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National Living Wage, Real Living Wage, National Minimum Wage - what’s the difference?

National Living wage and National Minimum Wage - Crunch - image of british coins

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    Understanding the difference between the National Minimum Wage, the National Living Wage, and the Living Wage is important for any small business owner who has employees. The penalties for failing to pay employees correctly are substantial.

    To help demystify the situation, we’ll take a look at these three main terms relating to wages and explain what they mean: the National Minimum Wage, the National Living Wage, and the Living Wage.

    What is the National Minimum Wage?

    The National Minimum Wage (NMW) in the UK is dependent on your age and whether you’re an apprentice. It’s set annually by the Government, based on recommendations by an independent body known as the Low Pay Commission.

    The NMW is applicable to every person over school leaving age, regardless of their position in the company. There are, however, a few exceptions where the NMW doesn’t apply, including:

    • Self-employed people running their own business
    • Company directors
    • Volunteers or voluntary workers
    • Family members of the employer living in the employer’s home.

    The NMW rates are as follows:

    Age band From 1st April 2021
    Adult rate 23+ £8.91
    Adult rate 21 – 22 £8.36
    18 – 20 £6.56
    Under 18 £4.62
    Apprentice rate 1 £4.30

    Previous year’s rates (full details on gov.uk):

    Age band From 1st April 2020 - 31st March 2021
    Adult rate 25+ £8.72
    Adult rate 21 – 24 £8.20
    18 – 20 £6.45
    Under 18 £4.55
    Apprentice rate 1 £4.15

    1 The NMW for apprentices applies to all those aged under 19 employed on a Contract of Apprenticeship, and apprentices aged 19 or over in the first year of their Apprenticeship. It must be paid for all the time the apprentice spends working and all their time spent training. After this, the apprentice must be paid the normal NMW for their age.

    The government has set a target for the NLW to reach two-thirds of median earnings and be extended to workers aged 21 and over by 2024, provided economic conditions allow. Based on the latest OBR forecast, this means the NLW is expected to be over £10.50 in 2024.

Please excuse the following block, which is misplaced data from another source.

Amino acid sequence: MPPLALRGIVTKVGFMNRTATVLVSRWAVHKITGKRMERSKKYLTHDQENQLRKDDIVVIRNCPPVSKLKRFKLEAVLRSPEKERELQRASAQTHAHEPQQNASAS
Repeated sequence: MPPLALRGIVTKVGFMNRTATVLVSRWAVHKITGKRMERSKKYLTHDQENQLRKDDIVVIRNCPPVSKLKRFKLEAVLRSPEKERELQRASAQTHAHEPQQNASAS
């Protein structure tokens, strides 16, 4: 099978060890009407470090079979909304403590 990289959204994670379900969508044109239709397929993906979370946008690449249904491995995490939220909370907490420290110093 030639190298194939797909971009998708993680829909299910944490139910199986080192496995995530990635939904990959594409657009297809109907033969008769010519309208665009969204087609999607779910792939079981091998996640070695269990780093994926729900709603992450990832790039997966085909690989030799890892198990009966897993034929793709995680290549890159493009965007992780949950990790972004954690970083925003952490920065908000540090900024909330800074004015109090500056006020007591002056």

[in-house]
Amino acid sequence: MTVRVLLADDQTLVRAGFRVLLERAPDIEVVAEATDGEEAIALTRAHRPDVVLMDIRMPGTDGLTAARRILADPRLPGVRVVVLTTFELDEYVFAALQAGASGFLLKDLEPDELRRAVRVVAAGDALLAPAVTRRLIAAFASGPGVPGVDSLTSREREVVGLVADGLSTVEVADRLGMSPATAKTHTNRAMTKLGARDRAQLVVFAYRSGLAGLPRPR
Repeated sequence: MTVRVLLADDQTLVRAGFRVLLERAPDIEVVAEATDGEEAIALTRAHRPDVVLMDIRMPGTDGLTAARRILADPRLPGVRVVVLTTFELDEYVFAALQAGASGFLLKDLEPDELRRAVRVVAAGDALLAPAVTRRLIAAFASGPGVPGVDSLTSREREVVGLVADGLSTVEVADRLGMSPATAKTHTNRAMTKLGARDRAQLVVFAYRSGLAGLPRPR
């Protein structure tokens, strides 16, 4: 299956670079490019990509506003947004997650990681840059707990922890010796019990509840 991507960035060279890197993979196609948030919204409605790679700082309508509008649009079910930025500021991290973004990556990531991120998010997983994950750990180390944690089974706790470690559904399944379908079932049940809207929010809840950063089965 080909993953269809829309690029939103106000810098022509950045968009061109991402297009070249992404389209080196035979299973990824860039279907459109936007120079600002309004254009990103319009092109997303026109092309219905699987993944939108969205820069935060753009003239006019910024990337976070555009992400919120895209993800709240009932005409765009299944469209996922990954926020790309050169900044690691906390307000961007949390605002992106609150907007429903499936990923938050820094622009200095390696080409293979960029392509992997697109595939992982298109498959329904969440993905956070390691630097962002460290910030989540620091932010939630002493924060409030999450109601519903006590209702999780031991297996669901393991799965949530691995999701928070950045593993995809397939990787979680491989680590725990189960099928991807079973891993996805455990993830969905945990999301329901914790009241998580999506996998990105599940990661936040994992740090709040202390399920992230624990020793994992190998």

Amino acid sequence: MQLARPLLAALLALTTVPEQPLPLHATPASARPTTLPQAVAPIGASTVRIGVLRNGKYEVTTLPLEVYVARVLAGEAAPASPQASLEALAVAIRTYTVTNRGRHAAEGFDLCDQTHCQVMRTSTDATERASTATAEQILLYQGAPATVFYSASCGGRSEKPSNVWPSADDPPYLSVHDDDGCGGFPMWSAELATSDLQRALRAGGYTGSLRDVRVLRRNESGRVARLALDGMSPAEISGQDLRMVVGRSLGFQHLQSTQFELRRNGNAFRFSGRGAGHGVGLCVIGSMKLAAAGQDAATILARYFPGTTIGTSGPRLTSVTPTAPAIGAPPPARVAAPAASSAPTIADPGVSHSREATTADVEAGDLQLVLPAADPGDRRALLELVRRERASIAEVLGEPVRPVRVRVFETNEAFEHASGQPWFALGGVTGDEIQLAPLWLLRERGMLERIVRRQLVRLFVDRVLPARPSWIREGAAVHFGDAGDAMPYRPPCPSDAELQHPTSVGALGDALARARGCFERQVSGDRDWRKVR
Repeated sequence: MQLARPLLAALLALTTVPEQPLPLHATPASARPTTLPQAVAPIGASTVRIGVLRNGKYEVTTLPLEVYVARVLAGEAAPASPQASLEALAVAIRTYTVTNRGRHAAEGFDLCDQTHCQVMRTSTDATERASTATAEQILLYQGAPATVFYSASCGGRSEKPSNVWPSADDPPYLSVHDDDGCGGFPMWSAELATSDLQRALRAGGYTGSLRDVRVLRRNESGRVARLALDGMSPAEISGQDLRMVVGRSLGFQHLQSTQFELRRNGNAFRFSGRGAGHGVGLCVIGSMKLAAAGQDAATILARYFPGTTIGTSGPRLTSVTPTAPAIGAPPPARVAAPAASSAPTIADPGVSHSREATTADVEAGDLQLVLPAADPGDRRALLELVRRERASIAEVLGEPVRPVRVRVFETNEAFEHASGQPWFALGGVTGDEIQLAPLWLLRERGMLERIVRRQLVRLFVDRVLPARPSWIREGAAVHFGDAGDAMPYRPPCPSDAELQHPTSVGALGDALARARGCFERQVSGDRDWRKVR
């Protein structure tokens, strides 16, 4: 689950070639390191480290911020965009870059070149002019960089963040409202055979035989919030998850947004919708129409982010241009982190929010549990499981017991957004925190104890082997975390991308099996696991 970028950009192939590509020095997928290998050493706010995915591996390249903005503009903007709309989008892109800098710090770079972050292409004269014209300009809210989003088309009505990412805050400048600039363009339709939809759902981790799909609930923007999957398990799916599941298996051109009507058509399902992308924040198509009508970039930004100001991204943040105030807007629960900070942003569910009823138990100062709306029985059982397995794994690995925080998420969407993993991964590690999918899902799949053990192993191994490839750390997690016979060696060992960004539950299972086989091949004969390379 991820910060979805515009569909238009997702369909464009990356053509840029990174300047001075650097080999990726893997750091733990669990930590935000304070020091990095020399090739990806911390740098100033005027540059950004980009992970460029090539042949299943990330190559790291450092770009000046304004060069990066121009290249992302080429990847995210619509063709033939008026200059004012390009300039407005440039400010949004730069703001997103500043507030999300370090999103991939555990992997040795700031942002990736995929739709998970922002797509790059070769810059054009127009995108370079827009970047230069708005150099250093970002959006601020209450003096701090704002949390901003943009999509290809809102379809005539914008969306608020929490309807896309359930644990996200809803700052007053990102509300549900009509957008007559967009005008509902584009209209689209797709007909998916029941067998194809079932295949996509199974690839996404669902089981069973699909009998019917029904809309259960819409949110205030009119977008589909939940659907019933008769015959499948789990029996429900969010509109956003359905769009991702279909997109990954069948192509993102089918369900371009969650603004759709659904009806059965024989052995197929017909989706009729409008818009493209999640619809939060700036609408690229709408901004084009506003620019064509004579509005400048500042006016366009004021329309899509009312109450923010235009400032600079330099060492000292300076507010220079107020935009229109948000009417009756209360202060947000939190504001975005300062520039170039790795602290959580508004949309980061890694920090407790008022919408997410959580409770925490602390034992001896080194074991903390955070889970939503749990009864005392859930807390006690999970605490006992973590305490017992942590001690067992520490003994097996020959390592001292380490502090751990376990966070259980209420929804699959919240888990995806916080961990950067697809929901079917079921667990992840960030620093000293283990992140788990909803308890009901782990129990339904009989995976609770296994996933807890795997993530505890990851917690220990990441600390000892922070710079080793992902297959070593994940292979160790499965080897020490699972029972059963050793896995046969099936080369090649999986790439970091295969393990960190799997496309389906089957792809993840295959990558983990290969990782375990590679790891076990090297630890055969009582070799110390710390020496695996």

What is the National Living Wage?

    The National Living Wage (NLW) was introduced in the Summer Budget 2015 by then-Chancellor George Osborne and became law on 1st April 2016.

    Confusingly, the NLW was simply a renaming of the NMW and not truly linked to the cost of living. To receive the National Living Wage you must be 25 or over, this will change to 23 or over from 1st April 2021. The NLW is currently set at the same level as the NMW and means anyone over the age of 25, and not in the first year of an apprenticeship, has to be paid £8.72 per hour or above (2019/20 figure was £8.21).

    Regardless of the terminology, the fact is that you need to pay anyone you employ, who’s over 25 years of age and not a first-year apprentice, at least £8.72 per hour from 1st April 2020, rising to £8.91 for anyone over 23 from 1st April 2021.

    What is the Living Wage?

    Not to be confused with the NLW introduced under the Conservatives (see above), the Living Wage, sometimes referred to as the ‘Real’ Living Wage is an hourly rate based on the basic cost of living in the UK.

    It’s calculated by the Living Wage Foundation, a campaigning organisation in the UK, and therefore has no legal grounding. The Living Wage for the UK is set at a recommended £9.30 per hour and for London at a recommended £10.75 per hour (these are figures published for the 2019/20 tax year).

    The NLW is calculated by the Government based on a proportion of the median level of earnings, whereas the Living Wage is calculated independently of Government and is based on the amount people actually need to get by.

    Since the NLW is based on a proportion of earnings (the Government has a target to achieve two-thirds of median earnings by 2024) it’s not surprising that the NLW is lower than the Living Wage. But many see the Living Wage as a more realistic calculation of how much a worker needs to earn in order to meet the basic cost of living, such as rent, food, and utility bills.

    According to the Living Wage Foundation, the main benefit of paying workers the Living Wage is that it can increase employee retention, decrease absenteeism, and enhance the quality of work produced.

    Non-payment of the NMW, NLW, or Living Wage

    It is against the law for employers to pay workers less than the NMW or NLW, or to falsify payment records. The maximum fine for non-payment is £20,000 per worker. However, employers who fail to pay can be banned from being a company director for up to 15 years.

    Whether or not you decide to pay your employees at least the Living Wage, remember that failure to pay the legally required amount can land your business in hot water.

    If you're a Crunch client and you employ people through your business, ask us about our Payroll service.